The expenses to get to Wimbledon standard is the same for men and women. Coaches, Physio, travelling, hotel expenses etcetera, etcetera and etcetera! Why should the men get a bigger prize winning fee than the woman? Because they are allowed to play two sets more?
It is quite interesting to note that a lot of the male players are now advocating a three set match for themselves in The Grand Slam. The five set matches are wrecking their bodies and thereby cutting short their careers.
A while back I spoke in a blog about what the parents of those missing Nigerian school girls must be feeling. I dread to think of the horror involved for the girls themselves. The Nigerian terrorist group Boko Haram kidnapped 276 girls in order to sell them into sexual slavery to men in Chad or Cameroon. It’s hard to imagine this happening in the 21st century but it has in all it’s dreadful reality. The world should be screaming in outrage about it. Instead people are nervous about covering the subject for fear of “demonising the other.” For goodness sakes! Why are we behaving in such a cowardly “it hasn’t happened to us” manner?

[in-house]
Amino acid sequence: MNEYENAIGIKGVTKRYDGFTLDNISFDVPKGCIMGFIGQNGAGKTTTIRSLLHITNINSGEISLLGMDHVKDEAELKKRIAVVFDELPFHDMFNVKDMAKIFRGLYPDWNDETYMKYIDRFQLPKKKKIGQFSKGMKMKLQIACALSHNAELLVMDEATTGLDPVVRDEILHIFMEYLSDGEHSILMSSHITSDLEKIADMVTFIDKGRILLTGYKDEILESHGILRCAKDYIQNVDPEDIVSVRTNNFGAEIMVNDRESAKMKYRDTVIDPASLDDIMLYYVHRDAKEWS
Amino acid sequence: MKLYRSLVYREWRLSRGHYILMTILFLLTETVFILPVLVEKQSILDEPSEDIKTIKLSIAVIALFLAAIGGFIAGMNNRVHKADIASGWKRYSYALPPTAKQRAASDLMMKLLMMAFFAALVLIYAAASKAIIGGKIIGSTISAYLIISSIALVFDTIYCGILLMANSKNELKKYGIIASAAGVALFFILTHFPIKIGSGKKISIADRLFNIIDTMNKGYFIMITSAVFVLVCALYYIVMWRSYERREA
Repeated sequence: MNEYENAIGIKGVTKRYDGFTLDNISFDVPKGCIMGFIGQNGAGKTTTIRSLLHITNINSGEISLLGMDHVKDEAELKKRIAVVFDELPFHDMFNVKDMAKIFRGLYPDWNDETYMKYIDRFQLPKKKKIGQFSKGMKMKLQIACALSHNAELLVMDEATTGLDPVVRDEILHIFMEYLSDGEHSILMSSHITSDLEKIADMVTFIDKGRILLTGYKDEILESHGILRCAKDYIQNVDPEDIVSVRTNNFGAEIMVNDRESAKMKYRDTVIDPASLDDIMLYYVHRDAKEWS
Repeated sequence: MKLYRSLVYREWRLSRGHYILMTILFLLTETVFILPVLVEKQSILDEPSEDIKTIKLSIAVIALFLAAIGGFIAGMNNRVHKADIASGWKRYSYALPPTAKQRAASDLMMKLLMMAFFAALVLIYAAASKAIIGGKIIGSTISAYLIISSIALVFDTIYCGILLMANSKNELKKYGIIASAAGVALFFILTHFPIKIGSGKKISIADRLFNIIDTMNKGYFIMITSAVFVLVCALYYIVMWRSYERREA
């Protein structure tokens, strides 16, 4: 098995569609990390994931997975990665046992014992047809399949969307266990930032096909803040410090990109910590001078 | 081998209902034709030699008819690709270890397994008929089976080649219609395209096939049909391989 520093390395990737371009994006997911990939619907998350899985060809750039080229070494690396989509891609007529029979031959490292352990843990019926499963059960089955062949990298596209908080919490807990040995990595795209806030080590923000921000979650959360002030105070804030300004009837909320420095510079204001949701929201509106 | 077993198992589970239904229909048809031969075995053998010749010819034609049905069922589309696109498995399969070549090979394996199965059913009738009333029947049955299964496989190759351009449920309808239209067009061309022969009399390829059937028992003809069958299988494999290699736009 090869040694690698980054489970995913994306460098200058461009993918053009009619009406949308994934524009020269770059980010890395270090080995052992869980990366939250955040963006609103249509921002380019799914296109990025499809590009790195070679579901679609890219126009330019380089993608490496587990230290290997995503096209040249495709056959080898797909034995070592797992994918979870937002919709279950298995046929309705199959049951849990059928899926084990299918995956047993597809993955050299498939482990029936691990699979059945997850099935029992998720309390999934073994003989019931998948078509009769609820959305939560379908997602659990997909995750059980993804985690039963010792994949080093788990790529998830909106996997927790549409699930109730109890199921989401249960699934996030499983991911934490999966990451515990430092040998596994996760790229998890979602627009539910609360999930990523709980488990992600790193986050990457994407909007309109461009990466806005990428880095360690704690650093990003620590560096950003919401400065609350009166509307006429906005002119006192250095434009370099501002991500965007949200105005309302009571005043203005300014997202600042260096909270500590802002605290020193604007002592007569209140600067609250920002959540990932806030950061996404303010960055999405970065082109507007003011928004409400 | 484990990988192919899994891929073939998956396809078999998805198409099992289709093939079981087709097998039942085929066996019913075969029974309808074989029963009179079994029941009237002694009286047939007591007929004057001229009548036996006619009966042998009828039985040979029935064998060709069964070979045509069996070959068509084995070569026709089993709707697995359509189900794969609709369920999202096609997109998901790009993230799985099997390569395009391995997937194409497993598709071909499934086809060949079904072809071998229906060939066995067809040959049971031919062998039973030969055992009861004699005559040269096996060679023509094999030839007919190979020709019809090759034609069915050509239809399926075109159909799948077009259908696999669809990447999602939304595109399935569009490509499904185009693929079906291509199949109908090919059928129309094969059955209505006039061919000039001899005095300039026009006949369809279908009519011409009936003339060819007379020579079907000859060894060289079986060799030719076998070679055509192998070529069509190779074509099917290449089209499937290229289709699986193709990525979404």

Nigeria is a modern, fast-growing nation (its economy is now bigger than South Africa’s) and Boko Haram is not in the least bit representative of the Islamic majority. To attack Boko Haram is not to attack the poor Muslims of Africa. It is to attack Boko Haram! Importantly, it is to attack a group who define their opposition to modernity through the way that they treat women. This is one of the most terrifying things about Jihadism. It turns women’s bodies into political manifestos. The emphasis upon the dignity of the individual is something that should strike a chord with those campaigning for women’s rights.
Some people think that we have gone backwards in the women’s feminist fight. I don’t think that we have gone backwards exactly. But we are certainly “treading water”! Women are not content with the way things are, but too often accept the status quo rather that muddying the waters and creating a fuss. We forget that often waters get muddy before the sand settle into new shapes forming clear, sparkling streams. We mustn’t be content and laissez-faire with the way things are. We must still make our voices heard loud and clear. There is still so much that has to be “put right.”
Dale Spence says: “Feminism has fought no wars. It has killed no opponents. It has set up no concentration camps, starved no enemies, practised no cruelties. It’s battles have been for education, for the vote, for better working conditions, for safety on the streets, for better child care, for social welfare, for rape crisis centres, women’s refuge, reforms in the law. If someone says:”Oh, I am not a feminist,”
I ask:”Why? What’s your problem?”
Big smile. What is your problem indeed!